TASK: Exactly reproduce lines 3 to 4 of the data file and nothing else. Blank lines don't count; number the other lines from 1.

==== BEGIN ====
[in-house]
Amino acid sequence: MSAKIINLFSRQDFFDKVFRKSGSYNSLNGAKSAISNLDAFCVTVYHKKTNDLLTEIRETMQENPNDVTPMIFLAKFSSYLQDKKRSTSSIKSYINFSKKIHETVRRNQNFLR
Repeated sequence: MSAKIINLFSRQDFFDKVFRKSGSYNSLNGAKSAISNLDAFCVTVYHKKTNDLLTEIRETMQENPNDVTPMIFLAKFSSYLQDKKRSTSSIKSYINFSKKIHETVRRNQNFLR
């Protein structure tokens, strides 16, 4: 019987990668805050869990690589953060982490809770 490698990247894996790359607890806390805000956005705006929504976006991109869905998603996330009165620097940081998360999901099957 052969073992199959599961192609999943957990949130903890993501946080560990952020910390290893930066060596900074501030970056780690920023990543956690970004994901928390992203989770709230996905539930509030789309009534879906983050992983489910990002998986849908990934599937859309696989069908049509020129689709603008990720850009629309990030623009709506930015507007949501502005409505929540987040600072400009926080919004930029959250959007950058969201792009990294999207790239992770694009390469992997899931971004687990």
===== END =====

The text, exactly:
Repeated sequence: MSAKIINLFSRQDFFDKVFRKSGSYNSLNGAKSAISNLDAFCVTVYHKKTNDLLTEIRETMQENPNDVTPMIFLAKFSSYLQDKKRSTSSIKSYINFSKKIHETVRRNQNFLR
């Protein structure tokens, strides 16, 4: 019987990668805050869990690589953060982490809770 490698990247894996790359607890806390805000956005705006929504976006991109869905998603996330009165620097940081998360999901099957 052969073992199959599961192609999943957990949130903890993501946080560990952020910390290893930066060596900074501030970056780690920023990543956690970004994901928390992203989770709230996905539930509030789309009534879906983050992983489910990002998986849908990934599937859309696989069908049509020129689709603008990720850009629309990030623009709506930015507007949501502005409505929540987040600072400009926080919004930029959250959007950058969201792009990294999207790239992770694009390469992997899931971004687990």